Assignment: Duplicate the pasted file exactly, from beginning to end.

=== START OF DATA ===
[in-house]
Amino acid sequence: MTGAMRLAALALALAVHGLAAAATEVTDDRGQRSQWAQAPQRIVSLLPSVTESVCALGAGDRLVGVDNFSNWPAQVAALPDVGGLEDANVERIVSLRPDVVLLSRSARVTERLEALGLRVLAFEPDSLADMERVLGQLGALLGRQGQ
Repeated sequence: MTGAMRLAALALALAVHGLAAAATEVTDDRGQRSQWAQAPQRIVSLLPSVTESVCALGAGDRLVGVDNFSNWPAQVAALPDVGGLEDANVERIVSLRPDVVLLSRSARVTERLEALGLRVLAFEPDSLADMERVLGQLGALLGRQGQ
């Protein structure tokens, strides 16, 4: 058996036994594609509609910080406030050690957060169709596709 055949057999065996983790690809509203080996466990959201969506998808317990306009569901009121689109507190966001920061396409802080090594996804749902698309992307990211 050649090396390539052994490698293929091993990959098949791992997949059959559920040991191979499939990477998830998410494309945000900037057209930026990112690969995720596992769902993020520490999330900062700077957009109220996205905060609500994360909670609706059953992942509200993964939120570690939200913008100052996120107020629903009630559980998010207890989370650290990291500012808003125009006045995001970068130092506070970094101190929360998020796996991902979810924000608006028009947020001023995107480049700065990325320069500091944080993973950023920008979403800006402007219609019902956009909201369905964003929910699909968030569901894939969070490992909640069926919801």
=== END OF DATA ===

[in-house]
Amino acid sequence: MTGAMRLAALALALAVHGLAAAATEVTDDRGQRSQWAQAPQRIVSLLPSVTESVCALGAGDRLVGVDNFSNWPAQVAALPDVGGLEDANVERIVSLRPDVVLLSRSARVTERLEALGLRVLAFEPDSLADMERVLGQLGALLGRQGQ
Repeated sequence: MTGAMRLAALALALAVHGLAAAATEVTDDRGQRSQWAQAPQRIVSLLPSVTESVCALGAGDRLVGVDNFSNWPAQVAALPDVGGLEDANVERIVSLRPDVVLLSRSARVTERLEALGLRVLAFEPDSLADMERVLGQLGALLGRQGQ
């Protein structure tokens, strides 16, 4: 058996036994594609509609910080406030050690957060169709596709 055949057999065996983790690809509203080996466990959201969506998808317990306009569901009121689109507190966001920061396409802080090594996804749902698309992307990211 050649090396390539052994490698293929091993990959098949791992997949059959559920040991191979499939990477998830998410494309945000900037057209930026990112690969995720596992769902993020520490999330900062700077957009109220996205905060609500994360909670609706059953992942509200993964939120570690939200913008100052996120107020629903009630559980998010207890989370650290990291500012808003125009006045995001970068130092506070970094101190929360998020796996991902979810924000608006028009947020001023995107480049700065990325320069500091944080993973950023920008979403800006402007219609019902956009909201369905964003929910699909968030569901894939969070490992909640069926919801």